*Another parable—and this one might be the most depressing yet! We have a landowner who buys, plants, builds, and then leases a vineyard, and travels to another country. Meanwhile the tenants of this vineyard are so greedy that they don’t want to have to give the owner the produce of his own land. They seriously hurt or kill two sets of slaves sent to collect the rightful proceeds—and when the owner sends his own son, thinking that he will be respected, they kill him as well.
And what immediately came to my mind were the familiar *words of the Wicked Witch of the West in The Wizard of Oz when she is melting into nothingness, “What a world, what a world!”
A part of me can only sigh and agree. It does feel like *Jesus has hit the nail on the head. It feels like we are living in a world that often has the worst people in charge, and when those who are rational, or moral, or concerned with true justice try to right wrongs, or demand answers, they get shot down, literally as well as figuratively. As one young person said to me recently, “Why get so worked up about everything? We can’t do anything about it. It’s not going to change.”
*That comment has stuck with me—because I don’t want to believe it is the truth. Jesus’ parable might paint a grim picture, but he doesn’t stop there. The parable is just an entrance to talk about the state of things. Jesus elicits “the correct answer” from the religious leaders he is talking to—when he asks “What do you think will happen when the owner comes?” The answer isn’t we can’t do anything about it. The answer is the owner will deal with those who are gaming the system, and ask those who aren’t to take on more responsibility.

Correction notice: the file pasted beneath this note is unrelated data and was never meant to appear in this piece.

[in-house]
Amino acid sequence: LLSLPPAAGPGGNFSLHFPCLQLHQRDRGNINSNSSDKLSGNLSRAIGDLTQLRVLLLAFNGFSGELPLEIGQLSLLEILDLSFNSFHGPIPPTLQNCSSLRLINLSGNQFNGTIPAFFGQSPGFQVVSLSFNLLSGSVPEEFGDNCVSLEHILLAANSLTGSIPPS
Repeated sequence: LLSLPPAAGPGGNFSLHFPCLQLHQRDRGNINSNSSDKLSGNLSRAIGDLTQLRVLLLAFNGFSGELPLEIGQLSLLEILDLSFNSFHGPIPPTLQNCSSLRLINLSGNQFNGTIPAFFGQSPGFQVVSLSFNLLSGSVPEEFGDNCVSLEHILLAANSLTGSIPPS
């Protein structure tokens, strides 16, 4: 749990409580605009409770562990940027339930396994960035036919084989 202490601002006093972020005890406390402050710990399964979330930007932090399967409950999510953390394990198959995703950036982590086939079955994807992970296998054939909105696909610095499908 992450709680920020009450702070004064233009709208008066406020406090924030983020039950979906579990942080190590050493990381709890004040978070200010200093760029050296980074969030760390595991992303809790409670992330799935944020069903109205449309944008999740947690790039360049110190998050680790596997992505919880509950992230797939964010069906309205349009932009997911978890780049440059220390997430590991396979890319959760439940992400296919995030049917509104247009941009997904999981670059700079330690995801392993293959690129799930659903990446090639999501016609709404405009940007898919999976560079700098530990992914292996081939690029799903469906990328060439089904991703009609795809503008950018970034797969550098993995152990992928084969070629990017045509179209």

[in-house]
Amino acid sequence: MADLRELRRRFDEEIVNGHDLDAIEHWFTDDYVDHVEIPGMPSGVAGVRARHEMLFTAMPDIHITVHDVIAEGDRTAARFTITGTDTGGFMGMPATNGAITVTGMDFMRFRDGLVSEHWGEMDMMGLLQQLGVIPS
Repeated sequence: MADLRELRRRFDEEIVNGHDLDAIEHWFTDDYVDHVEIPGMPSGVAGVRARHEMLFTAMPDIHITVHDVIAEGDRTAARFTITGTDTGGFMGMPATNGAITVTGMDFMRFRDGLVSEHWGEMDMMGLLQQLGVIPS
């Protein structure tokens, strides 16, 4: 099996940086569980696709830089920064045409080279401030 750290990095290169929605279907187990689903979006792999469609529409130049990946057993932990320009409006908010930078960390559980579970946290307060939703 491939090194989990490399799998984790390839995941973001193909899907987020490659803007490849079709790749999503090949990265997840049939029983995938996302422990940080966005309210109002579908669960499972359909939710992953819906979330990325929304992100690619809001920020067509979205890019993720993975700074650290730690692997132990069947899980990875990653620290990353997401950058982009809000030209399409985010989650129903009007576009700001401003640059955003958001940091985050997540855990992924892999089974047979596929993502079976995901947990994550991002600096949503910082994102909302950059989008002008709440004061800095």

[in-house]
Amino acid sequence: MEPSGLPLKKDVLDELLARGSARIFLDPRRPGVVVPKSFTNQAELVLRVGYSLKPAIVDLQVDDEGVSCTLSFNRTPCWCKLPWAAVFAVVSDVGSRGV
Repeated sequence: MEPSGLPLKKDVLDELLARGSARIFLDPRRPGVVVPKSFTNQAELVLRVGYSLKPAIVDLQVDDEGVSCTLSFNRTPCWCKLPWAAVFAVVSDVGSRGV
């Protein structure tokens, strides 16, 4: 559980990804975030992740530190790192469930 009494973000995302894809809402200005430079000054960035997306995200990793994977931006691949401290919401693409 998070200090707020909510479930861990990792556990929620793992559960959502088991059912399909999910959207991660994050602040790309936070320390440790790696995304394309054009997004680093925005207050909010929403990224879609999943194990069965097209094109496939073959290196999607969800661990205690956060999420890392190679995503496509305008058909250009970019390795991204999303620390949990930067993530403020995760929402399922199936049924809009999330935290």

*I guess this parable asks us, “Who is really in charge here?” Now there are some in our world who think the answer would be whoever occupies the land; or whoever has the most power, the most guns, the most followers. Jesus looks us in the eye and asks, “Who do you think is finally in charge? Who will have the final say?” And that, for religious people, should evoke a different answer—not whoever is leading in the polls, not whoever can scream the loudest, not anyone but God.
*In this analogous reading—God is the owner, the vineyard is our world, and we are the tenants, either at the beginning or at the end. Are we going to act like the tenants, disregarding who truly owns the vineyard and taking all the profits for ourselves? Or are we going to live knowing who owns the vineyard and what our place is in this world?
*But acknowledging whose world this is, and knowing how to act in the in between are two very different things. My young friend’s disillusionment “What can we do? It’s all been done before, and look where that got us!” has a painful truth to it. There have been so many sets of faithful servants of the Master who have gone to the wicked tenants and tried to fix things. And have often paid a terrible price.
*Those that occupy the vineyard aren’t interested in ceding their power. Do we have to just shake our heads and pray mightily that the owner will come back soon? That doesn’t seem right either. Jesus talks about the owner looking for those who have “produced fruits of the kingdom”—they are the ones who will be elevated in the end.